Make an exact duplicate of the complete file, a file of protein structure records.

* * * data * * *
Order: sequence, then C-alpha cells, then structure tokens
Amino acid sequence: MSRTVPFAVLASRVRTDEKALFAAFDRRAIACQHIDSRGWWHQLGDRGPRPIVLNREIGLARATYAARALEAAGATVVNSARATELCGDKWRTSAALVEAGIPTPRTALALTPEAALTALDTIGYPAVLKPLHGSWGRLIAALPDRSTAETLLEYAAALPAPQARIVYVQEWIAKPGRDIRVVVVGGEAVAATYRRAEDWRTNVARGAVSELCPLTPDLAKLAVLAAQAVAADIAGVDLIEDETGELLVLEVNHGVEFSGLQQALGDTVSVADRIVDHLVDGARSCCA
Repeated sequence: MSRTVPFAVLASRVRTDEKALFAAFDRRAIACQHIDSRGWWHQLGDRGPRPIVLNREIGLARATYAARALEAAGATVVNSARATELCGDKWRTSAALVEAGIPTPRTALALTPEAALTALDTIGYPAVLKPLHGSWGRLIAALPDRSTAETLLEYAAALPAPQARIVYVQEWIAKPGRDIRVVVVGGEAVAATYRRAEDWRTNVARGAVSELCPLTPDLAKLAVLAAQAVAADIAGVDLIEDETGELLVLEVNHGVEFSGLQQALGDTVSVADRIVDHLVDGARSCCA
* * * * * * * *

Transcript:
Order: sequence, then C-alpha cells, then structure tokens
Amino acid sequence: MSRTVPFAVLASRVRTDEKALFAAFDRRAIACQHIDSRGWWHQLGDRGPRPIVLNREIGLARATYAARALEAAGATVVNSARATELCGDKWRTSAALVEAGIPTPRTALALTPEAALTALDTIGYPAVLKPLHGSWGRLIAALPDRSTAETLLEYAAALPAPQARIVYVQEWIAKPGRDIRVVVVGGEAVAATYRRAEDWRTNVARGAVSELCPLTPDLAKLAVLAAQAVAADIAGVDLIEDETGELLVLEVNHGVEFSGLQQALGDTVSVADRIVDHLVDGARSCCA
Repeated sequence: MSRTVPFAVLASRVRTDEKALFAAFDRRAIACQHIDSRGWWHQLGDRGPRPIVLNREIGLARATYAARALEAAGATVVNSARATELCGDKWRTSAALVEAGIPTPRTALALTPEAALTALDTIGYPAVLKPLHGSWGRLIAALPDRSTAETLLEYAAALPAPQARIVYVQEWIAKPGRDIRVVVVGGEAVAATYRRAEDWRTNVARGAVSELCPLTPDLAKLAVLAAQAVAADIAGVDLIEDETGELLVLEVNHGVEFSGLQQALGDTVSVADRIVDHLVDGARSCCA